This makes it clear that the spurt in global crude prices is not the only reason for domestic retail prices to touch record highs. The government's hard-nosed policy to keep the tax component on petroleum products high is the real reason. Since 2014, the Modi government has increased excise duty on petrol and diesel nine times and the total quantum of excise duty raised during this period was Rs 11.77 per litre on petrol and Rs 13.47 per litre on diesel.


The only instance when the Modi government had cut excise duty on petrol and diesel by Rs 2 per litre was in October 2017 at a time when Uttar Pradesh Assembly polls were round the corner.

As per Indian Oil Corporation's price build-up data for fuels, the total tax component charged from consumers stands at 52 per cent for petrol and 42 per cent for diesel. India is the most taxed nation in terms of petroleum products among all South Asian nations.

This brings us to another crucial question: Why hasn't the government included petrol and diesel in the Goods and Services Tax (GST) regime? The reason is obvious. Under GST, the maximum tax slab is that of 28 per cent whereas the government is collecting much higher taxes by keeping petrol and diesel out of GST. This obviously puts a question mark on government's intentions.


Since the government continues to keep petrol and diesel out of GST's purview, a petition has been filed before the Madurai bench of Madras High Court, to include petrol and diesel under GST. If the government were to do this then at the maximum tax slab of 28 per cent, the per litre retail prices of petrol and diesel would come down to Rs 43 and Rs 37, respectively.

The government's refusal to provide any relief to the common man has invited sharp attack from the Opposition as well as the common man, which is reflected in the social media. #FuelLootBySuitBoot handle trended on Twitter throughout yesterday, May 22. Sample a few tweets, some humorous, some satirical, some jocular but all of them hard-hitting:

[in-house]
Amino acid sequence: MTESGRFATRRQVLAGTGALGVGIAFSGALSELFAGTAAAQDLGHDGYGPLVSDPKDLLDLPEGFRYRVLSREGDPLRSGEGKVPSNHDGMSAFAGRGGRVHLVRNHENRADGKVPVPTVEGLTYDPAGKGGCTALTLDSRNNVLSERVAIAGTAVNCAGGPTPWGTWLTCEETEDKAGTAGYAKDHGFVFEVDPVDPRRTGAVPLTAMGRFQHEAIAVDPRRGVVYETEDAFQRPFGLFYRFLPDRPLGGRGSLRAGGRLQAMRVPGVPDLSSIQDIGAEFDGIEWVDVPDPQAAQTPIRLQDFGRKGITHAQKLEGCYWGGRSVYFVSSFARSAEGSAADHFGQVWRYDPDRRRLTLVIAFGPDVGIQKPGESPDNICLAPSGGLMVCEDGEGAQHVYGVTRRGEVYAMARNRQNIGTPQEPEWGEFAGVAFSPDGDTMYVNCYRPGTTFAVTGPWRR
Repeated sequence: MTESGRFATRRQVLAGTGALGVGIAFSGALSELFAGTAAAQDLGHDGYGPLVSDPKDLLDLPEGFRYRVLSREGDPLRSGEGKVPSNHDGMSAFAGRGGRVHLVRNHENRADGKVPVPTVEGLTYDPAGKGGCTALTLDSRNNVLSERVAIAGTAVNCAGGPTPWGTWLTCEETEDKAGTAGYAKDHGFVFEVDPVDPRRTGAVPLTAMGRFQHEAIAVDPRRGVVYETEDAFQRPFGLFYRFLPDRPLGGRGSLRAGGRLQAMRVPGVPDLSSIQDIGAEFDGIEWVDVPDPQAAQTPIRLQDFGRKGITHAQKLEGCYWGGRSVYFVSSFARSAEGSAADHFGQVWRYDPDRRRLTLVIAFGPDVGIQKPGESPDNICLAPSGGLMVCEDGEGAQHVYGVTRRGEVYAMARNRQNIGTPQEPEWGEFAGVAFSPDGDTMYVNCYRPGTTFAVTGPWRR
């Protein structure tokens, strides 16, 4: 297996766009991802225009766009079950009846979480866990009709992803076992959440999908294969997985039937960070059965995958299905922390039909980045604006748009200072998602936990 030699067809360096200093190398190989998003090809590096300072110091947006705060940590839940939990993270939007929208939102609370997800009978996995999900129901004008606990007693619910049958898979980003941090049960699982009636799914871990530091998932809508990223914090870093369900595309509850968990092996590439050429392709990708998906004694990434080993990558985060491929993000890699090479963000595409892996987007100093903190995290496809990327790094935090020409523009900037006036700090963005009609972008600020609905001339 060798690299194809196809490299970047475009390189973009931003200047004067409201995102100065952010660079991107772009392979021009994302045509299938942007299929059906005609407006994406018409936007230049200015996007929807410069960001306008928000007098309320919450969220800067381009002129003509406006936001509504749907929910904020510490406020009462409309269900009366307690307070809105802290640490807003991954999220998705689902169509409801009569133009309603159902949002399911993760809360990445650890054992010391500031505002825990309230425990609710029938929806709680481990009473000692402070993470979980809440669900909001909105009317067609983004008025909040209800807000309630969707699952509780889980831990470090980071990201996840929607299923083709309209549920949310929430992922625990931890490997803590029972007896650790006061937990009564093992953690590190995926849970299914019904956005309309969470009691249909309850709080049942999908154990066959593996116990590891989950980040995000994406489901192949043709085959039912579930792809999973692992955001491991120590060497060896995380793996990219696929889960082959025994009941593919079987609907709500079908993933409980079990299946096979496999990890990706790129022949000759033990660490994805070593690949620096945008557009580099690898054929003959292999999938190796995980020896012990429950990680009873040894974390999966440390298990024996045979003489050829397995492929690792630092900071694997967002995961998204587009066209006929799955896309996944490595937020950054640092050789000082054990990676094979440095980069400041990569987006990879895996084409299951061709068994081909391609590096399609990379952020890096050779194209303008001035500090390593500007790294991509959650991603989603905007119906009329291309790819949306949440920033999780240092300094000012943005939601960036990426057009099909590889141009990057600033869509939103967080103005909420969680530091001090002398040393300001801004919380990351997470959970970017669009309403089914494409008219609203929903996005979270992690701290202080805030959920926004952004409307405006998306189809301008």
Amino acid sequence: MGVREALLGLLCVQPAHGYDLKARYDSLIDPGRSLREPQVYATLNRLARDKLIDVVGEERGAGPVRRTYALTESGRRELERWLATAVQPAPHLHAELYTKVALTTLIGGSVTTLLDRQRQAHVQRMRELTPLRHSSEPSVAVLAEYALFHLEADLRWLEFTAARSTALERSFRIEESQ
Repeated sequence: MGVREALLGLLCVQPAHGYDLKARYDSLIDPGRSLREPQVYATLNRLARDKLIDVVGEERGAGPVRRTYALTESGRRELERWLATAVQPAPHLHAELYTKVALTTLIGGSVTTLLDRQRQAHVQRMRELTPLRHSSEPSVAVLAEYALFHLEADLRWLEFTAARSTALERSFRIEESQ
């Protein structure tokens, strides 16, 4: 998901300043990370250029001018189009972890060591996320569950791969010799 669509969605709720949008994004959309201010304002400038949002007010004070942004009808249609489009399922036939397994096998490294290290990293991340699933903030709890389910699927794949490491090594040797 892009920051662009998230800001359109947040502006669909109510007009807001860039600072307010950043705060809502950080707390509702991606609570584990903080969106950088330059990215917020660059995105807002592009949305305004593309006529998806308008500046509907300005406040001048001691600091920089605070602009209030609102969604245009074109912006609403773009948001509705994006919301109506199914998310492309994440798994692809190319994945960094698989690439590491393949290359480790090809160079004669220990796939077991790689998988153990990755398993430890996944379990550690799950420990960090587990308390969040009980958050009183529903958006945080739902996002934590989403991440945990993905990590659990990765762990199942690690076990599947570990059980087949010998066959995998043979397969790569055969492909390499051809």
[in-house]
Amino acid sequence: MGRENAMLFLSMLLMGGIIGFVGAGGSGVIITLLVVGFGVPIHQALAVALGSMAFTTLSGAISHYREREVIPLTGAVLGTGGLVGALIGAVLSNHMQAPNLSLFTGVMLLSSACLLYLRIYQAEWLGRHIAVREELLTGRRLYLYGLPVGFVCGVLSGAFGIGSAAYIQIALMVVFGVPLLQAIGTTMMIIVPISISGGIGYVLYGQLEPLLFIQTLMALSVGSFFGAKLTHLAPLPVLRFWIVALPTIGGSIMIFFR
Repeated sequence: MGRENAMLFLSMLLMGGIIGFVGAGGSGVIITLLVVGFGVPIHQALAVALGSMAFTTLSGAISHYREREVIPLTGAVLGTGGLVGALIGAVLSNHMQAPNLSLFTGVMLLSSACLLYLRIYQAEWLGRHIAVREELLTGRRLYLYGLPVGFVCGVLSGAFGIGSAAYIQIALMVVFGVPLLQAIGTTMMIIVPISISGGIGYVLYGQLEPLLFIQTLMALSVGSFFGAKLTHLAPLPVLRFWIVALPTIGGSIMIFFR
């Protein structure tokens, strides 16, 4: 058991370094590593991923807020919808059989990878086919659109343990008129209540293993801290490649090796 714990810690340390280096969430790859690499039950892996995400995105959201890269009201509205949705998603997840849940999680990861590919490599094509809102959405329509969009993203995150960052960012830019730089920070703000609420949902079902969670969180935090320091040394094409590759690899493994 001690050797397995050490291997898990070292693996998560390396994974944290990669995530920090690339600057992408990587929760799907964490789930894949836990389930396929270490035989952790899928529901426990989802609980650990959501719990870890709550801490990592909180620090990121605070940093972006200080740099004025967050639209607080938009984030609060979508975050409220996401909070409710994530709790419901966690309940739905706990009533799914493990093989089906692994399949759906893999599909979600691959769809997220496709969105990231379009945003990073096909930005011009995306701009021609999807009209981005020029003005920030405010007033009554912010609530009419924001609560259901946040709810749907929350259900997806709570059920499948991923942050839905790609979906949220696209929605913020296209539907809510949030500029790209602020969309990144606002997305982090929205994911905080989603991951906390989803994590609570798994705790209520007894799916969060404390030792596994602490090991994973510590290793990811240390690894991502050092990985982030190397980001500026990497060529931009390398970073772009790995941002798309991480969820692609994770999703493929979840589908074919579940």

Rising fuel prices are a major headache for the Modi government. Its political fallout could be as grave as that of the government's lacklustre performance in terms of generation of jobs and virtually all other sectors.

The worse is, however, yet to come since international oil prices are likely to rise further. As per calculations done by the prime minister's chief economic adviser, Arvind Subramanian, in his latest economic survey, every $10/barrel rise in crude prices slows growth by 0.2-0.3 percentage points and fuels Wholesale Price Index (WPI) inflation by 1.7 per cent.

And as per today's prices, not taking into account further increase in international crude oil prices, according to the oil and petroleum ministry figures, India may have to shell out $30 billion more to buy the same quantity of crude oil as last year.

India had spent $87.72 billion to buy oil from the international market in the last fiscal, the bulkiest item on India's import bill of $417.57 billion.

This makes Modi's task all the more complicated, challenging and politically more risky. Petrol/diesel prices affect the common man directly. The Modi dispensation has to act fast. Time is at a premium. Failure to do so will severely dent Modi's Mission 2019.

Last updated: May 23, 2018 | 21:28